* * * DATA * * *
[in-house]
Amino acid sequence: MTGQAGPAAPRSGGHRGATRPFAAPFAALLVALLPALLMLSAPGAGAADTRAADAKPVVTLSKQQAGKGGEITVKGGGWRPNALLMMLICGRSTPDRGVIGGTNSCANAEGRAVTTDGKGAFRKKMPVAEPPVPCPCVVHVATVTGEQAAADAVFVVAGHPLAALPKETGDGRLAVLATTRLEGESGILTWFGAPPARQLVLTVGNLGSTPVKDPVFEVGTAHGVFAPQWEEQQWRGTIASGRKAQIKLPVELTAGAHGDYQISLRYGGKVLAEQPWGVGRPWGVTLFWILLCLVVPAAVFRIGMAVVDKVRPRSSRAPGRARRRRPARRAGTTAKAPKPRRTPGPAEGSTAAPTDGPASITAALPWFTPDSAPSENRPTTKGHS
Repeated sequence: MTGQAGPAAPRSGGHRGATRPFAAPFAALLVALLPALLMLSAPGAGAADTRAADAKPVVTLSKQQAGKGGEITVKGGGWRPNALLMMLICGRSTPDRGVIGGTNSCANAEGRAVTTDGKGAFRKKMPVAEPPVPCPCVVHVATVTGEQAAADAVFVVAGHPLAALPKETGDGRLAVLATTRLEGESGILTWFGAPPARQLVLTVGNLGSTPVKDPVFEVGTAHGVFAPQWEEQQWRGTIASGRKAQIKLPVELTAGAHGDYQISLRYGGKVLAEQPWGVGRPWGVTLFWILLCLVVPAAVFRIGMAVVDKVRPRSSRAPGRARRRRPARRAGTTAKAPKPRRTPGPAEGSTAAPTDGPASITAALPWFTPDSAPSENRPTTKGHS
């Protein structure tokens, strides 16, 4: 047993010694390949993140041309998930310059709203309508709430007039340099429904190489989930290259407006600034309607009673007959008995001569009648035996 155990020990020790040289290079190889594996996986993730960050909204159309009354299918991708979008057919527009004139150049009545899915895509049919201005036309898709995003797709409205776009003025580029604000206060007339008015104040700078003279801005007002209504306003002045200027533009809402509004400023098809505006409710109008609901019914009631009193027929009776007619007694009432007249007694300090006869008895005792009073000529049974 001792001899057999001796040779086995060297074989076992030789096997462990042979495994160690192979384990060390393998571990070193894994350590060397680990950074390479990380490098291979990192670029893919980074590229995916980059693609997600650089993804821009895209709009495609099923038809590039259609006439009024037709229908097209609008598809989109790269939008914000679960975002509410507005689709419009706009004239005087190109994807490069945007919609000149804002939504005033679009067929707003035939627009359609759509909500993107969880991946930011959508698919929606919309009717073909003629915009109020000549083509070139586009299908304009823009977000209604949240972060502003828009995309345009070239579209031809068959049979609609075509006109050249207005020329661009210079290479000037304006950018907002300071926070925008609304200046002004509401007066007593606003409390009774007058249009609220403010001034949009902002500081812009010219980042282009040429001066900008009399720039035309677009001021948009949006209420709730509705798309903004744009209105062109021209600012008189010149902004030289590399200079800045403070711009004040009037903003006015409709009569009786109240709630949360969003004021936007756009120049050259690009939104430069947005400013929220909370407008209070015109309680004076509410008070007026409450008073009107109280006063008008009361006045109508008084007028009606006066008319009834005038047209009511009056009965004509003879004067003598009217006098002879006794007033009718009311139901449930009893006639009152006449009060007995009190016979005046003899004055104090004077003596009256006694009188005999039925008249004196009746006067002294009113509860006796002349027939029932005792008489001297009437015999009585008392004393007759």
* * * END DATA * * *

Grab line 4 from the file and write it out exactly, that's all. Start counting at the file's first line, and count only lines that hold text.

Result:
């Protein structure tokens, strides 16, 4: 047993010694390949993140041309998930310059709203309508709430007039340099429904190489989930290259407006600034309607009673007959008995001569009648035996 155990020990020790040289290079190889594996996986993730960050909204159309009354299918991708979008057919527009004139150049009545899915895509049919201005036309898709995003797709409205776009003025580029604000206060007339008015104040700078003279801005007002209504306003002045200027533009809402509004400023098809505006409710109008609901019914009631009193027929009776007619007694009432007249007694300090006869008895005792009073000529049974 001792001899057999001796040779086995060297074989076992030789096997462990042979495994160690192979384990060390393998571990070193894994350590060397680990950074390479990380490098291979990192670029893919980074590229995916980059693609997600650089993804821009895209709009495609099923038809590039259609006439009024037709229908097209609008598809989109790269939008914000679960975002509410507005689709419009706009004239005087190109994807490069945007919609000149804002939504005033679009067929707003035939627009359609759509909500993107969880991946930011959508698919929606919309009717073909003629915009109020000549083509070139586009299908304009823009977000209604949240972060502003828009995309345009070239579209031809068959049979609609075509006109050249207005020329661009210079290479000037304006950018907002300071926070925008609304200046002004509401007066007593606003409390009774007058249009609220403010001034949009902002500081812009010219980042282009040429001066900008009399720039035309677009001021948009949006209420709730509705798309903004744009209105062109021209600012008189010149902004030289590399200079800045403070711009004040009037903003006015409709009569009786109240709630949360969003004021936007756009120049050259690009939104430069947005400013929220909370407008209070015109309680004076509410008070007026409450008073009107109280006063008008009361006045109508008084007028009606006066008319009834005038047209009511009056009965004509003879004067003598009217006098002879006794007033009718009311139901449930009893006639009152006449009060007995009190016979005046003899004055104090004077003596009256006694009188005999039925008249004196009746006067002294009113509860006796002349027939029932005792008489001297009437015999009585008392004393007759």